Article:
Responsive architecture is a growing area of architectural practice and study. Responsive structures are ones that use sensors to assess actual environmental conditions, allowing buildings to adjust their form, shape, color, or character in real time (via actuators). The goal is to maximize energy efficiency while minimizing costs and carbon emissions.
In its most basic form, responsive design involves four elements: content, format, device, and context. Content describes what is included within the architecture, such as drawings, photographs, text, etc. Format determines how this content will be presented, such as using words or images. Device encompasses the physical characteristics of the medium through which content is delivered. For example, a smartphone screen is different from an LED television. Context refers to external factors that may affect the delivery of content, such as weather or user location. For example, a building might open up a window for fresh air when it senses that it is closed in too tightly due to high heat outside.
The term "responsive design" was first used by American architect Eric Siegel in his 2003 book titled Responsive Architecture. Since then, it has become one of many terms used to describe computer-controlled architecture. Although the concept of responsive design was not new at the time, Siegel was one of the first architects to develop methods for creating adaptive buildings.
Socially responsive architecture supports a community, resolves societal injustices, and adjusts to climatic, cultural, and environmental factors. Socially responsive design assisted architects in creating glass-and-steel bus shelters that provide visibility while shielding people from wind and rain. It also inspired the creation of energy-efficient houses designed to better accommodate Bangladesh's traditional housing styles.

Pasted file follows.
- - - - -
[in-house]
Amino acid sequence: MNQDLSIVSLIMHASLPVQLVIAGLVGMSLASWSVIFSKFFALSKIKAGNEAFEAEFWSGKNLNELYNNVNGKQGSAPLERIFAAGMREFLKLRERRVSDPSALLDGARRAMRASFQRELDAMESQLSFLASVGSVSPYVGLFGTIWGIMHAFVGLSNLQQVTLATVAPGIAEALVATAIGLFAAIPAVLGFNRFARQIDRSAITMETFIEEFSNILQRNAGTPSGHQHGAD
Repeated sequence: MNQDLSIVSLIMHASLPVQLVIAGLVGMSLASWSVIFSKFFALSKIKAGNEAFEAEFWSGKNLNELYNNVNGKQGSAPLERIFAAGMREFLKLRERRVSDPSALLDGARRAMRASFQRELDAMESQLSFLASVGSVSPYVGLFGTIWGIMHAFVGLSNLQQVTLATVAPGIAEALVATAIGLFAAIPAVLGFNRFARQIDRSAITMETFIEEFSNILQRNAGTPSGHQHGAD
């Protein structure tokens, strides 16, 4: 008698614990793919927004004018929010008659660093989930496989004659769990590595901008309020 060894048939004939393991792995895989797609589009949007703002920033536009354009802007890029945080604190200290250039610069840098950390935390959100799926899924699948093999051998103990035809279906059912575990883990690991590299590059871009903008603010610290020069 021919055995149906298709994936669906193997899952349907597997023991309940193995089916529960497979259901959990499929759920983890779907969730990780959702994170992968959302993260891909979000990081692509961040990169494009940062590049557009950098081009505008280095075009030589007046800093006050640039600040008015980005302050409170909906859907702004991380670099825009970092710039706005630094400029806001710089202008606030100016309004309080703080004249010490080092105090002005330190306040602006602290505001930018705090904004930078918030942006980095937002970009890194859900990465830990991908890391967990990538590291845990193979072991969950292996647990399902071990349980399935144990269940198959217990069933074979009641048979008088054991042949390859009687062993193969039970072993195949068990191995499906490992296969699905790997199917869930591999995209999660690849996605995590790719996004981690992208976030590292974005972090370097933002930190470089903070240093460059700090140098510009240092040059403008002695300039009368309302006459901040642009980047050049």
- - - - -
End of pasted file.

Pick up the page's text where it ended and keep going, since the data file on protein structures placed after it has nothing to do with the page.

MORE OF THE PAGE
Sustainable design strives to reduce the negative environmental effect of buildings by efficiency and moderation in the use of materials, energy, development space, and the ecosystem as a whole. Sustainable architecture also includes efforts toward regenerating the environment after the building has been removed.
The term "sustainable architecture" was first used by Peter (Peeter) Gropius in his book The Art of Building In the Modern World. He defined it as "the science and art of constructing functional and beautiful buildings." He further stated that "this new architecture must be based on understanding of modern needs and on the latest scientific knowledge".
In 1997, the United Nations Educational, Scientific and Cultural Organization (UNESCO) declared 2003 as the International Year of Shelter for its potential to improve living conditions for people around the world by making better uses of land and resources. The year long event was organized with the aim of raising public awareness about shelter and the impact that buildings have on their inhabitants' lives. Events were planned in over 100 countries with participants including architects, builders, city planners, and educators. A key message throughout the campaign was that adequate housing is a human right.